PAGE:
Long Beach, USA, August 25, 2015 - In 1979, Angelo Squeo made his first visit to Southern California to visit his former volleyball teammate Kirk Kilgour, who had been paralysed in an accident during his playing days in Italy.
Kilgour insisted that Squeo drive them down to Manhattan Beach, the venue for a beach volleyball tournament. To say Squeo was intrigued would be putting it mildly.
“There were about 10,000 spectators around the court. It was really something like lightning shooting through me and giving me energy.
“I was a good player in Italy, I thought I could get a good result there. I played the quali and a father and son beat us in a way I could not see the ball.”
Squeo was a changed man and the bolt of inspiration he took from that day in Manhattan helped change the sport.
“I started to think that this was a completely different game. It attracted thousands of people on the beach so why not bring it to Italy, my country, and Europe and outside of the States,” Squeo said.
Over the next decade, Squeo helped bring the sport to Italy and Europe. He started by procuring the rights to broadcast highlights and suddenly Sinjin Smith, Karch Kiraly, Tim Hovland, Mike Dodd and dozens of pioneering Americans were on Italian television.
When Squeo arrived in Long Beach, California this weekend, he was witness to thousands of spectators cheering for teams from 31 countries competing for the $800,000 in prize money at the FIVB Long Beach Grand Slam, but also for Olympic qualification points.
Now the FIVB Beach Volleyball Director, Squeo was honoured by World Series of Beach Volleyball (WSOBV) chairman Leonard Armato on Friday for his role under the guidance of three FIVB Presidents including the current beach volleyball enthusiast Dr. Ary S. Graça F° in building the sport into a global endeavor. How far has it grown? On the day Squeo arrived in Long Beach, a women’s team from Vanuatu eliminated the Brazilian team that ranks No. 1 in the world.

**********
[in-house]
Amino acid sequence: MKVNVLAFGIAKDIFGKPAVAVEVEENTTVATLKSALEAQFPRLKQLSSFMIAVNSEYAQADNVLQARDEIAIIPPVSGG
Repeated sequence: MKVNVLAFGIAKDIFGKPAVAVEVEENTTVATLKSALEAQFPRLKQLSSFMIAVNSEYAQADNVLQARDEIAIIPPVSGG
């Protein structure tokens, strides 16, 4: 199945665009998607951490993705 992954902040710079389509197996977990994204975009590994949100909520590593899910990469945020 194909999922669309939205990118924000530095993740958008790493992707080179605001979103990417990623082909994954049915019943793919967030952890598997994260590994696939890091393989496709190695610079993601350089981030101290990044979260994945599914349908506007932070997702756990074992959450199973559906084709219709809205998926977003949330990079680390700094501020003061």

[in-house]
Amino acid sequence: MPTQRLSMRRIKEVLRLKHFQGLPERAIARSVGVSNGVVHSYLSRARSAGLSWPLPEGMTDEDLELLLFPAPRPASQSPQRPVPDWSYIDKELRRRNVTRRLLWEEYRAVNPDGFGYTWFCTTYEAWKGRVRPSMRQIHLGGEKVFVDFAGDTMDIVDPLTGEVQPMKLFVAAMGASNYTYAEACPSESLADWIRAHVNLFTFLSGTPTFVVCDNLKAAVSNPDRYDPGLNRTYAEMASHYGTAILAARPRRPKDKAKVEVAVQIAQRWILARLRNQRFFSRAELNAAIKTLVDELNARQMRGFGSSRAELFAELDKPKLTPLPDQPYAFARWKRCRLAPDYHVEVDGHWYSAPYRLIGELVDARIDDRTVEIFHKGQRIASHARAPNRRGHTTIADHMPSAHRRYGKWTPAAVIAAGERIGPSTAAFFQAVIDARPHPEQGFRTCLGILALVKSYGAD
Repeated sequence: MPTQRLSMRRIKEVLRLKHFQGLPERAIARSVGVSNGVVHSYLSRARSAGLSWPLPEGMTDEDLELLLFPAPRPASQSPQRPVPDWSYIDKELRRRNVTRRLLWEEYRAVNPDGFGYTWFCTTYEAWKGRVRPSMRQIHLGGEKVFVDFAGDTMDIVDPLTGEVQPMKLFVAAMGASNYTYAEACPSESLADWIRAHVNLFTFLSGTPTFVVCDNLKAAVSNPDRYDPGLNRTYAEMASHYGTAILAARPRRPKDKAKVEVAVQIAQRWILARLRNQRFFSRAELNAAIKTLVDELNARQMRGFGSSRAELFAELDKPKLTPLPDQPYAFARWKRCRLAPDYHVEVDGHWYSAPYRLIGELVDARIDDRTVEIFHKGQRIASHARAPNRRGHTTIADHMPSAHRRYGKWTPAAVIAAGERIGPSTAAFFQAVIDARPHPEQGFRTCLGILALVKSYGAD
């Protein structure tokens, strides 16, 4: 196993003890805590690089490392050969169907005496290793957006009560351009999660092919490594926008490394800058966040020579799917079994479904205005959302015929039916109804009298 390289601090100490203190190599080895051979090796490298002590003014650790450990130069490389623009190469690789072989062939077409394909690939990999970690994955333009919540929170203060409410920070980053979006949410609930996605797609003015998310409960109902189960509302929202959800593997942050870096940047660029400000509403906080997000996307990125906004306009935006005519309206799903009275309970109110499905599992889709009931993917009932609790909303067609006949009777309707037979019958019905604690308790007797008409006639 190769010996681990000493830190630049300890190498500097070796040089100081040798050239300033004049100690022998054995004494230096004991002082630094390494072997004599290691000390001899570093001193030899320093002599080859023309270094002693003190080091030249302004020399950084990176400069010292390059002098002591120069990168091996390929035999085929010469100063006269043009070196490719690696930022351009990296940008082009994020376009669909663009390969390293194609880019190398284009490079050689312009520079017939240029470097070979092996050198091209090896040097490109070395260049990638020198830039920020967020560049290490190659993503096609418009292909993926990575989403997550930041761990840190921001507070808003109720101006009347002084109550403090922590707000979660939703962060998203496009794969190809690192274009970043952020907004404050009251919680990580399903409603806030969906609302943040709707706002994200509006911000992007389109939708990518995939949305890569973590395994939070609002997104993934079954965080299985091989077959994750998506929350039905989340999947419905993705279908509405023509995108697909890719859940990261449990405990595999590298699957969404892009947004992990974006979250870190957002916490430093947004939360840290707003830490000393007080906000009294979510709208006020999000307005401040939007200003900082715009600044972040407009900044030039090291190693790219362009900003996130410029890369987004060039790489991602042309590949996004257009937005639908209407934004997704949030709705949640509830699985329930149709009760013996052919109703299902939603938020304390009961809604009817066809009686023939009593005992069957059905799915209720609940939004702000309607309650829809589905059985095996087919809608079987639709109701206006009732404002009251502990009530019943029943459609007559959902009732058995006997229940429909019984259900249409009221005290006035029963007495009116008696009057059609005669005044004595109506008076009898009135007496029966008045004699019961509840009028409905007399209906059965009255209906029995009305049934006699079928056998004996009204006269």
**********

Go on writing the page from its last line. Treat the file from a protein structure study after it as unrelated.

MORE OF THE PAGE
Next month in Fort Lauderdale, Squeo will help oversee the SWATCH FIVB World Tour Finals in which a men’s and women’s team will take home a first-place prize of $100,000.
That’s a long way from the early 1990s, when along with FIVB President Ruben Acosta, Squeo was part of the team that helped convince the International Olympic Committee to add beach volleyball to the Games, and the sport made its debut in Atlanta in 1996.
“It was sold out nine months before and we didn’t know if we had enough players to participate at the time from all over the world,” Squeo said with a smile. “I was the technical delegate at the Olympic Games in Atlanta – the one to shoot at if things were not going well.”
Today, 167 countries have beach volleyball programmes, with thousands of players racing the clock and pushing the competition in order to qualify for the Rio 2016 Olympic Games.
“I’m honoured to be associated with the success and it also means we were right in what we believed at the moment when there was really nobody supporting us,” Squeo said. “This sport has a lot of class, a lot of value, it can be played by men and women.
“I’m really proud because it is becoming universal and it is becoming an experience for the family. Here, you have a package, you have a chance to touch the champions, they are accessible.”